In praise of philosophers and other experts

philosophers

I haven’t much time for the anti-expert sentiment that came out of the referendum campaign. But the Brexiteer blogger, Pete North, has made an articulation of the case against expertise that makes sense to me. He takes issue with the the narrow economistic perspective advocated by the corporate sector and he rightly points out that other considerations are at play in Brexit:

“There seems to be a quest to seek out a perfect answer to a complex question. But there is no perfect answer because you have to hold this Brexit crystal up to the light and see the many reflections it casts. It is entirely a matter of perspective and it extends beyond the realms of economics and into the domain of identity, culture, heritage, class and a myriad of rational and irrational concerns, all of which have equal standing. So diverse are the views that there is only really one way to settle it. Democracy. Imperfect though it may be, it is at least fair.”

Much as I agree with the sentiments expressed, this doesn’t amount to a convincing case against expertise. Rather, it underlines that what we take to be expertise in public debate is much too narrow.

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The consolations of manual work

mechanic.jpg

Book review: The Case for Working with Your Hands, by Matthew Crawford

There’s an old joke about a banker whose plumber charged him £250 for a two-minute job to fix a leaking tap.  “I don’t earn that kind of money in the City!” the banker told the plumber.  “Yeah!” replied the plumber, “I didn’t either.  That’s why I switched to plumbing.”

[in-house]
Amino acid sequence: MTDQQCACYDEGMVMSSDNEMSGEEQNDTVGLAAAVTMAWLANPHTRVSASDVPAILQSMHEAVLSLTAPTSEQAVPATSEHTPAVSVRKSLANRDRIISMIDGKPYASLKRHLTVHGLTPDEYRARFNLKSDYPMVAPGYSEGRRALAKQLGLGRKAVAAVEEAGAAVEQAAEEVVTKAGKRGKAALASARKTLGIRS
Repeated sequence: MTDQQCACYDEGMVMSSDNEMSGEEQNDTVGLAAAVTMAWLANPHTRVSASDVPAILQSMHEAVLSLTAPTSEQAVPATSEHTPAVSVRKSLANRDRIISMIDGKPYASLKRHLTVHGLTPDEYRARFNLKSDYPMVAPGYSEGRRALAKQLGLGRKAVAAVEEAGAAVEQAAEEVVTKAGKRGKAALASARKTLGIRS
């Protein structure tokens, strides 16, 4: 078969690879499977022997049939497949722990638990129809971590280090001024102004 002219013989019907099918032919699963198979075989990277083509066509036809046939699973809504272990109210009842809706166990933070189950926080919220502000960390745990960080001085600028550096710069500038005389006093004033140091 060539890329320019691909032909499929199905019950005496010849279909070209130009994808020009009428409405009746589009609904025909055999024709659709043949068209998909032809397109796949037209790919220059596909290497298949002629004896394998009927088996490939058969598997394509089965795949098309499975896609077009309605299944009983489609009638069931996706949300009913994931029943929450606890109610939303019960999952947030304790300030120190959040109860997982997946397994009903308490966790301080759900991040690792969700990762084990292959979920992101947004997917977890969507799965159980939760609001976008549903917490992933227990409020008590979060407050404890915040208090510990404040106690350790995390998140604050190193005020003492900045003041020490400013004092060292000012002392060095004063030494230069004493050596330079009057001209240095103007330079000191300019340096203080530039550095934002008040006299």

The joke spoke to a pervading anxiety that the financial rewards of white collar work may be meagre compensation for the costs it exacts.  Now, along comes Matthew Crawford to rub salt in the wound with his thesis that the manual trades may also be more intrinsically rewarding.

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Theory and practice in living well

Rodin’s ‘The Thinker’

As part of my continuance professional development as a coach, I try to immerse myself in the psychological perspectives that inform the profession.  But recently I’ve turned as much to philosophical and social theory to make sense of the challenges that people face in their lives.  So it was with some interest that I found Julian Baggini writing in The Guardian this week on the contribution philosophy can make to helping us live well.

Baggini was reviewing a new series of books – called The Art of Living – which aims to give the general reader an overview of philosophical insights into our age.  He finds that the books’ authors have interesting and thought-provoking things to say about such subjects as illness, hunger or even fashion.  But they tend to reach conclusions that others commonly reach without recourse to the likes of Aristotle or Heidegger.

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Never to get lost is not to live

Loch Lomond, Scotland

Book review: A Field Guide to Getting Lost by Rebecca Solnit

Rebecca Solnit writes non-fiction as if it were a work of poetry. A Field Guide to Getting Lost is part cultural history, part philosophy: a meditation on loss and being lost.

The meaning of these experiences – the familiar falling away and the unfamiliar appearing – is different today than it was in the past.  19th century travellers thought nothing of being off course for days at a time; for us, anxiety sets in within minutes of losing our way.  People had the skills to navigate the natural landscape and with this came a sense of optimism about their ability to find their way and survive.  Today,  even those who walk in the wilderness lack this familiarity with the landscape and rely on mobile phones to get them out of trouble.

For Rebecca Solnit, to live this way is to miss something of the very essence of life: “Never to get lost is not to live.”  Indeed, her theme is less the hazards of getting lost and more a hymn to losing oneself – the life of discovery that comes with living with uncertainty.

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